, niaaut honore extulerat^' 
commonefacere beneficii 
lui, & ' eum' ipfum aliis 
oftentare, Poftremo, pro 
cujufque ingenio pollicen- 
do> minitando, obteftan- 
<lo^ alium ,alio modo -ex- 
' citare ; cum interlm 
Metellus^ ignarus , hofti- 
itm, . monts degrediens 
cVim exercitu confpicaba- 
tur. Prlmo dubius, quid 
nam infplita Tacies often: 
deret ( nam inter virgul- 
ta equi Numidiasque con- 
f^fderant, neque plane oc- 
cultati humilitate arbo- 
Tum, ,& tamen incerti 
quidoam effet, cum natu- 
Ta ioci turp dplo ipfi atque 
, figna militaria obfcurati ) 
dein, brevi cognitis . infi-» 
diis, paullifper agmen 
conftituit. Ibi commu- 
tatis ordinibys, in dextro 

, latere, quod proxumum 
hoftis erat, triplicibus fub- 
fidiis aciem' inftruxit j in- 
ter manipulos funditores 
jj^ fagittarios difpcrtit, e- 
<juitatum pmnep in qor- 



. frorti acommander ; fo that thtCT 
had the advantage of the grDuna, 

. furprize, nurhbers, ^nd ftill in 
v^ar, on their fide ; and therefore 
ought to be upon their guard, and 
ready, wlien the fignal (hould be 
given, to fall upon the Romans, 
That that d^y wquld eitber fecure 
to them the fruits of their fonnpr 
labours andvi«itories, orprovethe 
beginning of the moft extreme mi- 
fery. Bejldes^ he addreffed him- 
flf fmgly to fuch as he had for 
their gallant behaviour raifed to 
riches or honour^ put them in mind 
of his ^indnefs^ and Jhewed them 
to the rejl^ In Jhorty he endea- 
voured to rouze the courage of one 
in one wdy^ and another another^ 
ly promifing^ th/e.atningy or en- 
treqting them^ according to their 
feveral tempers, TVhilft in the 
meari time Metellus^ being not a- 
wareofthe enemy^ wasjpiedcoming 
down ihe mourdain with his army, 
And being at firfi in fome douht^ 

' what that unufual appearance ■ 
Jhould mgan ( for the Numidians 
with their hcrfes were among the 
brujhivood^ but not fujfiiciently^ co- 
vered^ by reafon of the lownsfs of 
the trees^ nor yet appearing fo as 
to difcover what thcy were^ as he-^ 
i?ig themfelves and thcir Jfandards 
conccalea by the nature of ihe 
placc^ and otherzvays defignedly ) 
but in a Jhbrt time pcrceiving the 

Jiratagerri of the enemy^ he arde- 
red his army to halt a little ; and 
then altering the_ dljfofilioh there- 
ofy he reinforced it in the right 
wing^ which was* next the enemy^ 
with three feveral bodies of re- 
ferycs^ for their fi9pport^ if occa- 



BELLUM JUGURTHINUM. 



m 



tiibus locat ; ac pauca pro 
tcmpore milites hortatus, 
aciem) ficuH inftruxerat, 
tranfvorfis principiis in 
planum deducit. 



LIV. Sed, ubiNumi- 
das quietos, neque colle 
degr^i animadvertit, ve- 
ritus ex anni tempore& 
inopia aquse, ne fiti con- 
ficeretur exercitus, Ru- 
tilium legatum cum ex- 
peditis cohortibus, & parte 
equitum, praemifit ad flu- 
men, uti locum caftris 
antecaperet ; exiftumans 
hoftis crebro impetu, & 
tranfvorfis proeliis, iter 
(uum remoraturos ; &, 
quoniam armis diftide- 
rent, laffitudinem & fitim 
militum tentaturos. Dein 
ipfe pro re atque loco, fi- 
cuti monte defcenderat, 
pauUatim procedere ; Ma- 
rium poft principia habe- 
re ; ipfe cum finiftrae alse 
equitibus eife, qui in ag- 
mine principes fadi erant. 
At Jugurtha, ubi extre-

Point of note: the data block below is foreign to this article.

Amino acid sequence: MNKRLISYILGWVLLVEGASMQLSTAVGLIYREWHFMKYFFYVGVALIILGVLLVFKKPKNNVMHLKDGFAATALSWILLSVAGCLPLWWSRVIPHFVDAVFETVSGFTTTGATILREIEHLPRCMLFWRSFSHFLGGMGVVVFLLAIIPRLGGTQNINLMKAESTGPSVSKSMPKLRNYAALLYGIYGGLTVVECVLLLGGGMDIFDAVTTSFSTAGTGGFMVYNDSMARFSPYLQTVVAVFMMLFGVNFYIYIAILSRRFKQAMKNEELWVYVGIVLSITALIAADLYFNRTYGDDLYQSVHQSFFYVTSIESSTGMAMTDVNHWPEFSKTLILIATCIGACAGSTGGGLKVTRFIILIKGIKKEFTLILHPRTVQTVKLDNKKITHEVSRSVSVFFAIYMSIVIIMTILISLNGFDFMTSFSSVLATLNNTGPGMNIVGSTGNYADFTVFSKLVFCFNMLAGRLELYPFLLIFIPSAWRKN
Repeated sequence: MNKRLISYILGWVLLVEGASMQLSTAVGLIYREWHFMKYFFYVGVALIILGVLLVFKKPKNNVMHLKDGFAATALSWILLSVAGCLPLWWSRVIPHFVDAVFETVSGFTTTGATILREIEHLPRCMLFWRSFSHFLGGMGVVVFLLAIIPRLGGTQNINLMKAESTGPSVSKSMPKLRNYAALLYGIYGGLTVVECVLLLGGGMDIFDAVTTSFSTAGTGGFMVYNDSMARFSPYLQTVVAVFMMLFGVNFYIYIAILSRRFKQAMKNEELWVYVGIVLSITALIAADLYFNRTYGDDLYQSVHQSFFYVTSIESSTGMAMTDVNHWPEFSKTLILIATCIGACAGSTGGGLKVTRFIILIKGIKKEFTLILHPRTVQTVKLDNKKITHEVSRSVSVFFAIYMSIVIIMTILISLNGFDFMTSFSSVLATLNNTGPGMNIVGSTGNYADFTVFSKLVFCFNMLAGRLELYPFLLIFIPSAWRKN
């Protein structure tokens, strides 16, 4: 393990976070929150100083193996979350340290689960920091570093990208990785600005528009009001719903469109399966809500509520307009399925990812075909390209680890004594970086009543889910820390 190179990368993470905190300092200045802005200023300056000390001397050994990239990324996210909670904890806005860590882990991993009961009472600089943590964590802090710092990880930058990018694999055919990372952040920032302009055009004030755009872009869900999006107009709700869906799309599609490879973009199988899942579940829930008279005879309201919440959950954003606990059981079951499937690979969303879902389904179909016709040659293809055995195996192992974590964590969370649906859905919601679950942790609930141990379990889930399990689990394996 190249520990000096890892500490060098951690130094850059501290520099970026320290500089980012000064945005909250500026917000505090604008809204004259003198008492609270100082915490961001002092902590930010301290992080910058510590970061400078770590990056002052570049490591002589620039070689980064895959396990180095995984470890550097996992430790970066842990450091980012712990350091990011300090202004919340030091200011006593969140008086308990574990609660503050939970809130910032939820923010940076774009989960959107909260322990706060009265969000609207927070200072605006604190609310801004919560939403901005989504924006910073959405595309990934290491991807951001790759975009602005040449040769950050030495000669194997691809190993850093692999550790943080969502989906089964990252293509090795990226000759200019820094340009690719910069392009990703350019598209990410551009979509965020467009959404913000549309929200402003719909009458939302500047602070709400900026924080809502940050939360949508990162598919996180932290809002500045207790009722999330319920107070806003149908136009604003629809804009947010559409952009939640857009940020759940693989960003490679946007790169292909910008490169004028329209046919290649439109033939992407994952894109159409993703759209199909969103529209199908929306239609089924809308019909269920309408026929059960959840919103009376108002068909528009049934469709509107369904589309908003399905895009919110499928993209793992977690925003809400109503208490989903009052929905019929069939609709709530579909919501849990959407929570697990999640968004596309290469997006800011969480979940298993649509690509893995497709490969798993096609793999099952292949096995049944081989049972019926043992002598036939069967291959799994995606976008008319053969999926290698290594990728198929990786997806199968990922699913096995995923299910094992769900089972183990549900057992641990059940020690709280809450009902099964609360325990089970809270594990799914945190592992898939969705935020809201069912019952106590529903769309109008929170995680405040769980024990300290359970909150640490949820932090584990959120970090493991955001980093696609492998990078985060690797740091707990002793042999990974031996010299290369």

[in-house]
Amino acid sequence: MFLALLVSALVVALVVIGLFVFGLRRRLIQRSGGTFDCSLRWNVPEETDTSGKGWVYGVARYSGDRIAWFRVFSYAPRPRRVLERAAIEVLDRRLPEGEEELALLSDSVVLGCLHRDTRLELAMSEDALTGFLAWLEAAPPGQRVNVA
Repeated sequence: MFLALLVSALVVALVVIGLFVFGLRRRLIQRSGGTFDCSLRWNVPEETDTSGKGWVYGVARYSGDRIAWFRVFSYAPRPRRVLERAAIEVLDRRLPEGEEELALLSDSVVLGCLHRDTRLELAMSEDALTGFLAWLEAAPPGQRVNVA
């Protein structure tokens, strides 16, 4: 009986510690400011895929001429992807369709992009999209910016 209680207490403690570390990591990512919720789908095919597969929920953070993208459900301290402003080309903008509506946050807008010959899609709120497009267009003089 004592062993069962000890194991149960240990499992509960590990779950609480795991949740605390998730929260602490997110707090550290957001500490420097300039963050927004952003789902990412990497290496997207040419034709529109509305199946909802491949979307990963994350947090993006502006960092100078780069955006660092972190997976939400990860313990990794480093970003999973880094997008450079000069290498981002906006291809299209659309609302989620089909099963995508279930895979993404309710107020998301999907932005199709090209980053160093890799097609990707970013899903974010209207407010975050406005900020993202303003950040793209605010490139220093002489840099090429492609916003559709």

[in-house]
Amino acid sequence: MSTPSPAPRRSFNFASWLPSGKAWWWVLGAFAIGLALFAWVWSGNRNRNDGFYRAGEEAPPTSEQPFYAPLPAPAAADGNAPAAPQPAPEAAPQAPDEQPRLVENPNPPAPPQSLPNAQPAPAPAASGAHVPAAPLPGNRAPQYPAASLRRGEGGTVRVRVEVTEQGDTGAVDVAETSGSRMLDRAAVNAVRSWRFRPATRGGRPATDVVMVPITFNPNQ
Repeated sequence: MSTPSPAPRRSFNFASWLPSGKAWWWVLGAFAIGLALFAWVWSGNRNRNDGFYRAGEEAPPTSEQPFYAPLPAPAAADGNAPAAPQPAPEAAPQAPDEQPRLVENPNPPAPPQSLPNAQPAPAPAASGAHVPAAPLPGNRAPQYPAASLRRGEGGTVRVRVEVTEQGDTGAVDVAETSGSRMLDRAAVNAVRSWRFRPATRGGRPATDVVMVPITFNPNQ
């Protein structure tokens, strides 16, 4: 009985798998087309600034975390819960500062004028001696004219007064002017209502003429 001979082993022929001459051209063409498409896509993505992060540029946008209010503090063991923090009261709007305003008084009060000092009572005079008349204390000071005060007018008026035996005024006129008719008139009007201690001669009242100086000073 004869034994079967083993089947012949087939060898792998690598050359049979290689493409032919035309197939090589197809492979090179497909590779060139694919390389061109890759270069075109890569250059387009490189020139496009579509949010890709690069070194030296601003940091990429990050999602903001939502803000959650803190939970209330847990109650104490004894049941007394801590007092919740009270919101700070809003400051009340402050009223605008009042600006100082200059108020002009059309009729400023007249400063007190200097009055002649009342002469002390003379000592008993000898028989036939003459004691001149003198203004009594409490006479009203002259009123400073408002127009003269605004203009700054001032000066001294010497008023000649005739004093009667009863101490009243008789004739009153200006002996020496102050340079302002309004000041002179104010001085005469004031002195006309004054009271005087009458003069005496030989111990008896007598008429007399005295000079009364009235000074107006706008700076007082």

mum agmen Metelli pri- 
mos fuos prastergreflum 
videt, praefidio quafi du- 
um millium peditum 
montem occupat, qua 
Metellus defcenderat ; ne 
forte cedentibus adver- 
fariis receptui, ac poft 
munimento foret ; dcin, 
repente figno dato, hoftis 
invadit. Numidi^ alii 



Jidn reqnired \ dijirihutes the Jling'^ 
ers and archers amongli thefeve^ 
ral companieSy and piaces all the 
horfe irt the wingSy and nAxking a 
Jhort ffeech fuitable to the occajion^ 
for the encouragement of his men^ 
be dreiv dovjn his army into the 
plain. 

LIV. But finding the Numidi- 
ans keep their ground^ withcut 
offering to quit the hilly and feflr- 
ingfrom the feafon of the year^ 
andthe want of water in thoje 
partSj leji his crrmy fhonid he di- 
Jireffed hy thirji^ hefent bis lietcte^ 
nant-general RutiliuSj with a 
light detachment of infantry^ and 
part of the cavalry^ down to 
the rivery tofecure a proper piace 
for his campy as fuppofmg the ene^ 
mj woitidy hyfrequent attacks upon 
their Jiankj endeaveur to retard 
their march ; ' and as they had //V- 
iie hopes of fuceeding hy force cf 
armSj wouid endeavour to dijirefs 
our foidiers hy continual fatigue 
and thir/i. Upon this he advan^ 
ced ieifttreiy^ in thefame order as 
he came doivn the mountain^ fifi^^ 
as the nature of the place would 
admit, H^ kept Marius hehind 
the principes ; he marched with 
tbe horfe of the left wingy who 
were now become the foremoji in 
the march. But when ^ugurtha 
faw that the rear of Meteiius was 
now got by his van^ he feizes up^ 
on the mountain Meteiius had quit" 
tedy with a body of two thoufand 
vurty that tl?e enemy^ if routed^ 
might not heiake themfelves tlAther 
for fecurity ; and then fuddeniy 
giving thefignaij hefalis upon the 
enemy, Tke Numidians fome cf 

poftrc- 



,44 C. CRISPI SALLUSTIl 

pofiremos caedare ; pars rfthem efttacked tbt reary whiUl 

a finiftra ac dextra tenta- others did thefame upon thejlanks^ 

re;~infenfi adefle atquc being very prejfing and furiousy in^ 

inftare, omnibus locis Ro- fomuch fkat they every where fut 

manorum ordines contur- the Romans intofome diforder. Of 

bare. Quorum etiam qui VDhich thofe that made the mo/I 

firmioribus animis obvii gallqnt oppofttion^ were yet hefooied 

hoftibus fuerant, ludificati hy the enemfs unfteady way of 

incerto prcelio, ipfi modo fighting \ and heing thmfehjes 

eminus fauciabantur, ne- wounded hy the difcharge of the 

que contra feriundi aut enemfs weapons^ made upon them 

conferendi nianum copia at a difiance^ could npt come to